The name Calvains has a long French heritage that first began in the northern region of Normandy
. The name is derived from when the family lived at Cauville, in the department of Calvados, in Normandy.
Early Origins of the Calvains family
The surname Calvains was first found in Normandy
(French: Normandie), the former Duchy of Normandy
, where this distinguished family held a family seat
in De Cauville, in the department of Calvados, the arrondissement of Falaise in the canton of Thury-Harcourt.
Early History of the Calvains family
This web page shows only a small excerpt of our Calvains research.Another 143 words (10 lines of text) covering the years 10, , 1509, 1564, 1509, and 1564 are included under the topic Early Calvains History in all our PDF Extended History products and printed products wherever possible.
Calvains Spelling Variations
One can encounter great variation in the spelling of French surnames; in part, as spelling, and the spelling names was not yet standardized during the early development of the written French language. Later, there was much branching and movement of families, and spellings would change according to region. Variations of the name Calvains include Calvin, Cauvin, Callvin, Calvain, Calvein, Cauvain, Cauvein, Callvain, Callvein, Calvins, Cauvins, Callvins, Calvains, Calveins, Cauvains, Cauveins, Callvains and many more.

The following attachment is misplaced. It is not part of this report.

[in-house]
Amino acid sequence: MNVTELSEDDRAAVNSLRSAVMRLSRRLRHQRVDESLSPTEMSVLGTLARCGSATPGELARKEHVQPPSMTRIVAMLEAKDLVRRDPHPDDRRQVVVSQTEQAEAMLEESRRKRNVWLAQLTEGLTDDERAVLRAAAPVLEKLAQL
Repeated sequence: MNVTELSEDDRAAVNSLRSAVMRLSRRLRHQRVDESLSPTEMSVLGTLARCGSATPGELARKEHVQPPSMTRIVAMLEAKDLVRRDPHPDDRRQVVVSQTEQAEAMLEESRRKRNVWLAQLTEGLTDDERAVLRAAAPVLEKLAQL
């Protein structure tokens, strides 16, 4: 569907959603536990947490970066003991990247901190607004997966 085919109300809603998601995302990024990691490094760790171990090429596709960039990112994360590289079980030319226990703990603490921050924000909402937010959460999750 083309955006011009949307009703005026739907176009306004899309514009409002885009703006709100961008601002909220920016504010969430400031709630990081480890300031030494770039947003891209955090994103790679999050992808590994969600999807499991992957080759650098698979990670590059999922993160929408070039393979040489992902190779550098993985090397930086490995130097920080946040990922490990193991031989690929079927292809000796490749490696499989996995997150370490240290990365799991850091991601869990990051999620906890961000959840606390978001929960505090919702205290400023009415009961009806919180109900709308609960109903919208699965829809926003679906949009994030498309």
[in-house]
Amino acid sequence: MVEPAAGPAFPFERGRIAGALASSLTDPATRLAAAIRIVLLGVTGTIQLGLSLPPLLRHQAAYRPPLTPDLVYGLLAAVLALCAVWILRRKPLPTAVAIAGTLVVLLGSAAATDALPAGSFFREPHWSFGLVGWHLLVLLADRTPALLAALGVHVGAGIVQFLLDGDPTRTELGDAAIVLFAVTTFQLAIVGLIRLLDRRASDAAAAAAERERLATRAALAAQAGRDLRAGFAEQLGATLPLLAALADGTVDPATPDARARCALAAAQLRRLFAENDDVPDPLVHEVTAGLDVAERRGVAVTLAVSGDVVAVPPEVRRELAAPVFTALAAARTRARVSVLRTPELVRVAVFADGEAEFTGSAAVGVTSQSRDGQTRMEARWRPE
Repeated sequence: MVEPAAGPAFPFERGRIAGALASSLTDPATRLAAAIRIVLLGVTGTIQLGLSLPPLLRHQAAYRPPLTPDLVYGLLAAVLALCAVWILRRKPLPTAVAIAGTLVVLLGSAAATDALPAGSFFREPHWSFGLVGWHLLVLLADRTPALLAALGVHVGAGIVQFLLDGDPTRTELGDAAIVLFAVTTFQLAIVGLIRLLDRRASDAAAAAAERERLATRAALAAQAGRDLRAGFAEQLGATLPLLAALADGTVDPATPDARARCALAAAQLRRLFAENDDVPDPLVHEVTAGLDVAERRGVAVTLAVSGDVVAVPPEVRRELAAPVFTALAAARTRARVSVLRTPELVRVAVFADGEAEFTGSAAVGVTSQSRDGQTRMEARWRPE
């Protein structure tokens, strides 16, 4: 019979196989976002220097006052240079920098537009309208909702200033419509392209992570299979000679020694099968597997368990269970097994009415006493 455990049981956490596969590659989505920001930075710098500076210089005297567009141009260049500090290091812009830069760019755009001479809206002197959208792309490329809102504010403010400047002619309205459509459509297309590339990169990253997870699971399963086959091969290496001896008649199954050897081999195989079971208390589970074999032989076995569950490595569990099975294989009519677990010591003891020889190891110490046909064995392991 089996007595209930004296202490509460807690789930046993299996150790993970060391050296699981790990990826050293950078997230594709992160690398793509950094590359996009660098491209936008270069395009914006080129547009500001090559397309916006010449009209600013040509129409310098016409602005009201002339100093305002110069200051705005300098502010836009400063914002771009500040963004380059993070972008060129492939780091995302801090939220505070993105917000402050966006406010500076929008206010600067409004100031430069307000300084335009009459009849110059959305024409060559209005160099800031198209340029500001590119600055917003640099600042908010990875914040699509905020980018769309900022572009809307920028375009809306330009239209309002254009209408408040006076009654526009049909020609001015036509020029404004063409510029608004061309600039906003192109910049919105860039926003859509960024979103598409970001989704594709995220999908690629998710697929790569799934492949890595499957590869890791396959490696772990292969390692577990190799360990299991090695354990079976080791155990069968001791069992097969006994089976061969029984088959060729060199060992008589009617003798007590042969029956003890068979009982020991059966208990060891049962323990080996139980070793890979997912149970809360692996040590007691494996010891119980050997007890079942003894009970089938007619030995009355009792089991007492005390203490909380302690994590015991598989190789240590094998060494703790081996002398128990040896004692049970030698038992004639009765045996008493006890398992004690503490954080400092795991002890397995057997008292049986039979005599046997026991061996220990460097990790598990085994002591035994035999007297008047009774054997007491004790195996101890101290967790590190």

Early Notables of the Calvains family (pre 1700)
Another 18 words (1 lines of text) are included under the topic Early Calvains Notables in all our PDF Extended History products and printed products wherever possible.
Migration of the Calvains family to the New World and Oceana
Migration from France to New France or Quebec as it was now more popularly called, continued from France until it fell in 1759. By 1675, there were 7000 French in Quebec. By the same year the Acadian presence in Nova Scotia, New Brunswick and Prince Edward Island had reached 500. In the treaty of Utrecht, the Acadians were ceded by France to Britain in 1713. In 1755, 10,000 French Acadians refused to take an oath of allegiance to England
and were deported. They found refuge in Louisiana. In 1793, the remaining French in these provinces came under British rule. Meanwhile, in Quebec, the French race flourished, founding in Lower Canada, one of the two great solitudes which became Canada. Many of this distinguished family name Calvains were prominent in social, cultural, religious and political affairs in France and New France. Amongst the settlers in North America with this distinguished name Calvains were C. Calvin, aged 30; who settled in New Orleans in 1821; Francis Calvin settled in Virginia in 1654; James Calvin settled in Georgia in 1734; James Calvin settled in Philadelphia in 1848.